Balancing authority in the family changes through the years. We must alter our perceptions, re-evaluate our techniques, and be willing to make changes….often within ourselves.
Parents who… Enable Empower • Clean up child’s mess • Make excuses • Accept excuses • Blames others • Gives in • Does for the child • Teach skills • Offer choices • Give responsibility • Confront honestly and lovingly • Follow through • Hold child accountable • Allow for mistakes • Accept individuality
WHAT IS Motivation? Feeling or attitude of excitement Ability to work against discouragement Ability to face competition and challenge Ability to take on a task with determination and perseverance
All healthy normal infants are born with motivation. Children are eager to learn, touch and explore.
Older children and adolescents who appear unmotivated possess the eagerness to learn, touch and explore. Most children show intense motivation toward special interests such as music, sports, clothes or friends. Their motivation fills them with excitement and vitality.
Many of our young people are unable to direct this enthusiasm and energy into the areas we as parents would like them to…mainly school and responsibilities. Unmotivated children are generally discouraged children. Discuss the case of Branden…
WHY DO CHILDREN GET DISCOURAGED? • Interference by well-meaning adults • Inappropriate expectations • Criticism, put-downs
Characteristics of Child Lacking Motivation • Forgets, loses or misplaces things • Makes excuses • Blames others, complains • Gives up easily • Unwilling to attempt a task • Fears failure • Requires constant reminding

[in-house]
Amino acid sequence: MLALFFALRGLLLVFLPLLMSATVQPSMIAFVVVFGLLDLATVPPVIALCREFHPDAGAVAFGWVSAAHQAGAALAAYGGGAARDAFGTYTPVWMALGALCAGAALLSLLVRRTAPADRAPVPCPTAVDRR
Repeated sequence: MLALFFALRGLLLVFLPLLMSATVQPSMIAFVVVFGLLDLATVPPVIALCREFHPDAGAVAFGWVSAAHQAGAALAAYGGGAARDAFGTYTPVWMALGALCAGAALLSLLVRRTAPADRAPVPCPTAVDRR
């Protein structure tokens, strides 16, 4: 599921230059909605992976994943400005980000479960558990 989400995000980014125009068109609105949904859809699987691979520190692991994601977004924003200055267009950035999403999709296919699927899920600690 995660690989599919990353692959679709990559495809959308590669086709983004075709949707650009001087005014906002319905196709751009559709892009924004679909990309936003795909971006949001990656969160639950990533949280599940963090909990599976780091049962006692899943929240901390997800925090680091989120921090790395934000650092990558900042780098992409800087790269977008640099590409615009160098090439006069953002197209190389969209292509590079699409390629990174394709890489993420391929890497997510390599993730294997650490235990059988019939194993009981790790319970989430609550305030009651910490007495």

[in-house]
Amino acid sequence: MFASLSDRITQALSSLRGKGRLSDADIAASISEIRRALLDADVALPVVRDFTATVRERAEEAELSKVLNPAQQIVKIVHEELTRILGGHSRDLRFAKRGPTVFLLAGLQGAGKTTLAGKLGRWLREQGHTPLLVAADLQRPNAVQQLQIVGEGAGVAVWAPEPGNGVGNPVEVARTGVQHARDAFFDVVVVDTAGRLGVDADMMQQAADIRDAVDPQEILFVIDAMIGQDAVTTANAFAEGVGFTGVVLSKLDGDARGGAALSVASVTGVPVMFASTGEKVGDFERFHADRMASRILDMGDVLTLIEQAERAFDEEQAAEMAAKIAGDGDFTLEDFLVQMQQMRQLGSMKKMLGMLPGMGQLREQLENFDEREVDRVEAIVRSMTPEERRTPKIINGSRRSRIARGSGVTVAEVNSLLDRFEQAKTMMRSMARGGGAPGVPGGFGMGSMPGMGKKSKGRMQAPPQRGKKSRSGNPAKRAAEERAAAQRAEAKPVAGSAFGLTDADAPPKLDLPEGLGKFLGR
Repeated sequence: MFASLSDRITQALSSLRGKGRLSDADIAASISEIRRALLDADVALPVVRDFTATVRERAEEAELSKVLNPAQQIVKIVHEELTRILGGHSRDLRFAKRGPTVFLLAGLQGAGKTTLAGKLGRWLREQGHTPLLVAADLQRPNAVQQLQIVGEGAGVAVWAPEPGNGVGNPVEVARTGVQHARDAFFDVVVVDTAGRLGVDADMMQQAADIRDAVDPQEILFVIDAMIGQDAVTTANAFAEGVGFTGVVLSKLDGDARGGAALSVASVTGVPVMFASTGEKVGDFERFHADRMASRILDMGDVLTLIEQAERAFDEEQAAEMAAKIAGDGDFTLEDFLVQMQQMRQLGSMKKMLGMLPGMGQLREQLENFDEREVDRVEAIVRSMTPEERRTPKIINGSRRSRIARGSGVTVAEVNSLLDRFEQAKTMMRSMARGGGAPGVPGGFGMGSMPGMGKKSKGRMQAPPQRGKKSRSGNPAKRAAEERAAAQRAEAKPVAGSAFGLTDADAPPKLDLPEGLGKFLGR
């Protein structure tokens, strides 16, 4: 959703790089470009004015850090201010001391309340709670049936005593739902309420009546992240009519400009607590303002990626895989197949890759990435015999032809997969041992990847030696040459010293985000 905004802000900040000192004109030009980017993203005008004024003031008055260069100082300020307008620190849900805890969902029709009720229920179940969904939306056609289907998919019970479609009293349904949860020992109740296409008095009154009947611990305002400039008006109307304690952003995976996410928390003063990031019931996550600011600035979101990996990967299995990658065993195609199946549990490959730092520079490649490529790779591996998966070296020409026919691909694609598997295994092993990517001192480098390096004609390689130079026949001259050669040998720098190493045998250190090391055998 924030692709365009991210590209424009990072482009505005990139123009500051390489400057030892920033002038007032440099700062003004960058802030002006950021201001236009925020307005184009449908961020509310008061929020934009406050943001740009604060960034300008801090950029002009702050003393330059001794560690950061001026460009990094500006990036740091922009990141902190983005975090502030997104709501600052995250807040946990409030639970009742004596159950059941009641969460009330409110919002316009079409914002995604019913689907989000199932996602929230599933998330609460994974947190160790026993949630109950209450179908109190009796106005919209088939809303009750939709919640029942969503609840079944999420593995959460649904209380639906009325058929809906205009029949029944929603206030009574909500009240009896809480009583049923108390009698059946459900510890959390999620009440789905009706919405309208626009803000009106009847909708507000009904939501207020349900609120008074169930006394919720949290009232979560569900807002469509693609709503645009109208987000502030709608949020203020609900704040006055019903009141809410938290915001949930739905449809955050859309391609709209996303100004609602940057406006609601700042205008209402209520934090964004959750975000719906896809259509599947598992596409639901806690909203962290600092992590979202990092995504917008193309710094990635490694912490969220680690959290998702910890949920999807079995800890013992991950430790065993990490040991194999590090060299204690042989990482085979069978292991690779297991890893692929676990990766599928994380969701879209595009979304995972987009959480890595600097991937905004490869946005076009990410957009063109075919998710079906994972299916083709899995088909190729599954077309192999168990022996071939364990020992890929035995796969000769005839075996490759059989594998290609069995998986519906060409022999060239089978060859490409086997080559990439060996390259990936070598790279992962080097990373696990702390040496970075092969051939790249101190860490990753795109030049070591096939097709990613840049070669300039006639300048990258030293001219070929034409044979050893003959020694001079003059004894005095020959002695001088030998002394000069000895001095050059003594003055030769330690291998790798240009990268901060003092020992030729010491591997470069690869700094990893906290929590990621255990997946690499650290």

Unorganized • Poor study skills • Does tasks only half-way • Lacks goals and direction • Makes others feel guilty, do tasks for him • Acts out • Achievement scores decline over time
How can we break the cycle? We cannot change another person, not even our own child. A change in the way we interact with the child, however, may bring about change . Reversal may be a slow process. Remember that the child didn’t reach this point in just one instance.
Be a role model What messages of motivation, responsibility and education are you sending? We may exhibit drive and motivation on the job or in our volunteer activities, but be careful not to turn off those characteristics when you return home after your long, hard day.
Show your child • Effort and sense of responsibility • Respect and appreciation for education • Ability to set and achieve goals • Perseverance • Ability to try again after failures • Organizational skills • Effort and process, not just end results • “I Can” attitude
Encouragement vs. Praise Praise Encouragement • Often used as reward • Not always believable • Can be discouraging • Creates dependency on external reward • Frequently based on competition Examples – “Wow, You are a genius!” “That’s a fantastic drawing!” “You’re incredible!” • Focuses on effort and improvement, not end result • Causes child to believe in himself • Emphasizes strengths • Helps him accept his imperfections • Creates internal motivation • Helps child with courage to face difficult tasks Examples – “Your little sister sure likes it when you read to her.” “You’re making good progress on your math. You’ll sure feel good when you have that finished.”
Don’t Give Up! Handout